A month ago I played against  Qxd5 variation in French, Tarrasch and yesterday I got it again.  This time it was an expert, rated 300 higher than me, here is the game. I played the opening better than the first time and was equal after it. Then he started to improve the position of his pieces unless he made a move Rae8. I decided it’s a moment to exchange his bishop on a long diagonal, and then he started rooks/queens exchange. Fritz didn’t quite like the latter one,  saying I would be equal without it.  Anyway we went into B+N vs. B+N endgame and bishops were soon exchanged too.  I got a protected passed pawn on “c4”, he had a pawn majority in the center.
He advanced the pawns on the kingside and I thought that it’s time to counterstrike with h4. The move looked good, but as soon as I made it I realized that he can play f3! and get 2 passed pawns on “h”, which I didn’t like at all. But he didn’t see it and made a move losing a pawn. Finally all the pawns on the kingside disappeared. Fritz evaluated the position as difficult to win with me having only 0.43 advantage. My time, which was always less than his by 15-20 minutes finally approached 10 minutes (vs. 20) when he made a mistake.
I didn’t see it, played a wrong move 62. a6 and after 62… Kb6 he offered a draw. The proof of me not thinking clearly at that moment is that I refused it. The guy looked somewhat offended  (by the way I actually expected him to do it much earlier in the game, not wanting as much lower player to do it myself, but he probably waited for my mistake in the time trouble). Anyway,  in a few moves the draw became inevitable. I had a feeling that I missed something and of course Fritz  told me that 62. Nf1 was winning. A little consolation can be found in a fact that the move doesn’t look obvious and in a shootout it took Fritz and Crafty a 13-ply depth to win,  with 9 or 11-ply they drew. But if you get an idea that the “a” pawn is untouchable and the key to win is to get his “b”  pawn,  getting 2 pawns in the knight ending then maybe you can win somehow, taking into account that you are not playing against Fritz or Crafty.
Anyway, not a bad result and I like this Tarrasch draw more than the first one.
It seems me I should spend some time on this variation, as you guys said before – it became a mainline.

The words in the title belong to Vladimir Kramnik,  who said that about one of his games during Dortmund 2009.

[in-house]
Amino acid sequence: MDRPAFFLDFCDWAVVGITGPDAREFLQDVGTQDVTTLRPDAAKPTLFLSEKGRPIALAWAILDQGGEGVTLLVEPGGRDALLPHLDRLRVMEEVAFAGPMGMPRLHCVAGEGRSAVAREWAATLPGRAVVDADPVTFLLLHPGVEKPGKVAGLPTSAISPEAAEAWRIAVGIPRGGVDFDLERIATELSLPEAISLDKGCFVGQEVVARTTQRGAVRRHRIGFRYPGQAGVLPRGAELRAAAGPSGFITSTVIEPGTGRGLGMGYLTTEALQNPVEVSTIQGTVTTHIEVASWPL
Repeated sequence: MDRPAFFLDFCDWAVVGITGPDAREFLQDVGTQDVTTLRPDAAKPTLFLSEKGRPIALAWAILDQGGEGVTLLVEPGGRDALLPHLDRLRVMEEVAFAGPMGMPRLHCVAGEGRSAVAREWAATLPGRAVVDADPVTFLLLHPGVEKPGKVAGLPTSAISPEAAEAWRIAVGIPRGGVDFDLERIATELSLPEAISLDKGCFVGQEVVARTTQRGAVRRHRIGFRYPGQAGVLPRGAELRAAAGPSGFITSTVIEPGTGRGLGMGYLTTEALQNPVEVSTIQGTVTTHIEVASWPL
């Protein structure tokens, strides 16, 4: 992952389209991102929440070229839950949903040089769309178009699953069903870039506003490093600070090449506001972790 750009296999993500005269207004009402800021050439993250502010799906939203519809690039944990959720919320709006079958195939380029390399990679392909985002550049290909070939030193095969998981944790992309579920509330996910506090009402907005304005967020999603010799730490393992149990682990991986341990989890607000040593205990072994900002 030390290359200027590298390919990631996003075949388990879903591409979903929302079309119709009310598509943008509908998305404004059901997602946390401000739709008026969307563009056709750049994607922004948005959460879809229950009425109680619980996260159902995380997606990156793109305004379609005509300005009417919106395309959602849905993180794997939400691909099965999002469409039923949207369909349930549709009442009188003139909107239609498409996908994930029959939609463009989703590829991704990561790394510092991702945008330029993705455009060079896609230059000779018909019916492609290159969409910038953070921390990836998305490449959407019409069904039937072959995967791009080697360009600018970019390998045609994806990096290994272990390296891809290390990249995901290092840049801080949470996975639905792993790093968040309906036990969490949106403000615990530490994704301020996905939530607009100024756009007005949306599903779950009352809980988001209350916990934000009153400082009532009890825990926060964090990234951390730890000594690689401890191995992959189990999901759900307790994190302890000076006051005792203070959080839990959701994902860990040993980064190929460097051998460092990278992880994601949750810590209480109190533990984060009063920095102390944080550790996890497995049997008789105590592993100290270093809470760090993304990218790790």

Yesterday I played with the same old guy that I played the first game in this club 4 months ago:
This game was a reversal of the first one: he played known lines, had pressure and missed the combination winning a pawn. So, Kramnik’s words here don’t mean the final position, but just all of the above, also time.  I was White, French, Tarrasch, 3…c5, here is the game.  He didn’t go for the line Karpov and Korchnoi played – 4. exd5 exd5 with isolated pawn, instead – 4…Qxd5.
I remembered only first 7 moves, then had to play on my own.
He played that line with White a year ago, so was more familiar.
The queens got exchanged pretty soon.  I missed the point where I could get the initiative due to a few passive moves that he made.  Soon I got under pressure and we both missed 25. … Bxf2+, where he was winning a pawn.  He had more time than me right from the opening, then difference increased, so we had at some moment something like 30 vs. 55 minutes. I managed finally to get a position with  R+N vs. R+N, where I had 2 pawns vs. 1 on queenside and 3 vs. 4 on kingside. I didn’t hurry to create a passed pawn because I thought it can be weak due to a presence of his king and can be lost. Some kind of dynamic equilibrium arised, he offered draw when I had 15 minutes vs. his 30, I agreed. Fritz offered 42. c5, then moving passed pawn, but in a few shootouts I ran between Fritz and Crafty this pawn was eventually lost and all the games ended in a draw.
I was pretty happy with the result, especially taking into account how bad I am playing in this tournament.